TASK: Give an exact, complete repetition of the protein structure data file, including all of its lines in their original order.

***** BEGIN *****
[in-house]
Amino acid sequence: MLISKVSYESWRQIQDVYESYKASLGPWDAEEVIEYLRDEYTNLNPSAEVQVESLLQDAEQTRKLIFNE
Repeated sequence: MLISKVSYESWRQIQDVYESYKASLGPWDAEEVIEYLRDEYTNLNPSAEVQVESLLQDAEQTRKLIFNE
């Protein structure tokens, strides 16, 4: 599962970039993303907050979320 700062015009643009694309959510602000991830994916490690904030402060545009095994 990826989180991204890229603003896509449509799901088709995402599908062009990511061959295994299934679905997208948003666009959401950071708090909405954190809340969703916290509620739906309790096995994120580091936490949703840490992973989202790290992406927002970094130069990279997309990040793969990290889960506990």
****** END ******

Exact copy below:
[in-house]
Amino acid sequence: MLISKVSYESWRQIQDVYESYKASLGPWDAEEVIEYLRDEYTNLNPSAEVQVESLLQDAEQTRKLIFNE
Repeated sequence: MLISKVSYESWRQIQDVYESYKASLGPWDAEEVIEYLRDEYTNLNPSAEVQVESLLQDAEQTRKLIFNE
């Protein structure tokens, strides 16, 4: 599962970039993303907050979320 700062015009643009694309959510602000991830994916490690904030402060545009095994 990826989180991204890229603003896509449509799901088709995402599908062009990511061959295994299934679905997208948003666009959401950071708090909405954190809340969703916290509620739906309790096995994120580091936490949703840490992973989202790290992406927002970094130069990279997309990040793969990290889960506990």